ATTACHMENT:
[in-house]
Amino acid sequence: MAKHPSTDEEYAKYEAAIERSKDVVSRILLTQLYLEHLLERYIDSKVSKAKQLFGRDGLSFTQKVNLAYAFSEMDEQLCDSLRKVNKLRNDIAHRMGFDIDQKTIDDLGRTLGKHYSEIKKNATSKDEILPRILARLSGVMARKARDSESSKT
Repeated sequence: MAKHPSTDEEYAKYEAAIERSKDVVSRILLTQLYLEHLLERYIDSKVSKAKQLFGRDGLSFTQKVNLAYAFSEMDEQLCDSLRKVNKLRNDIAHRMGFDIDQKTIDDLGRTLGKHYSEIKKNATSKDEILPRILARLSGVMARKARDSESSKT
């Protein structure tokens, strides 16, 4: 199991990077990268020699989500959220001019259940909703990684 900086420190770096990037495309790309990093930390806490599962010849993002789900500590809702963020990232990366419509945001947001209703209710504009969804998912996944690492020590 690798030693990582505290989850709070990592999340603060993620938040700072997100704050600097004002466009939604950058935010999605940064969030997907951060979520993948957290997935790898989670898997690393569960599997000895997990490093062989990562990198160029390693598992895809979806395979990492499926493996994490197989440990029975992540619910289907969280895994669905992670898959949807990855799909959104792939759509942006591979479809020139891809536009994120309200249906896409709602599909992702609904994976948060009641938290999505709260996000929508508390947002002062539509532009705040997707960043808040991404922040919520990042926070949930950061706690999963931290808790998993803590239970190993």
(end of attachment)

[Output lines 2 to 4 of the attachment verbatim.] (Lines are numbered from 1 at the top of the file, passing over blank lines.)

Amino acid sequence: MAKHPSTDEEYAKYEAAIERSKDVVSRILLTQLYLEHLLERYIDSKVSKAKQLFGRDGLSFTQKVNLAYAFSEMDEQLCDSLRKVNKLRNDIAHRMGFDIDQKTIDDLGRTLGKHYSEIKKNATSKDEILPRILARLSGVMARKARDSESSKT
Repeated sequence: MAKHPSTDEEYAKYEAAIERSKDVVSRILLTQLYLEHLLERYIDSKVSKAKQLFGRDGLSFTQKVNLAYAFSEMDEQLCDSLRKVNKLRNDIAHRMGFDIDQKTIDDLGRTLGKHYSEIKKNATSKDEILPRILARLSGVMARKARDSESSKT
């Protein structure tokens, strides 16, 4: 199991990077990268020699989500959220001019259940909703990684 900086420190770096990037495309790309990093930390806490599962010849993002789900500590809702963020990232990366419509945001947001209703209710504009969804998912996944690492020590 690798030693990582505290989850709070990592999340603060993620938040700072997100704050600097004002466009939604950058935010999605940064969030997907951060979520993948957290997935790898989670898997690393569960599997000895997990490093062989990562990198160029390693598992895809979806395979990492499926493996994490197989440990029975992540619910289907969280895994669905992670898959949807990855799909959104792939759509942006591979479809020139891809536009994120309200249906896409709602599909992702609904994976948060009641938290999505709260996000929508508390947002002062539509532009705040997707960043808040991404922040919520990042926070949930950061706690999963931290808790998993803590239970190993």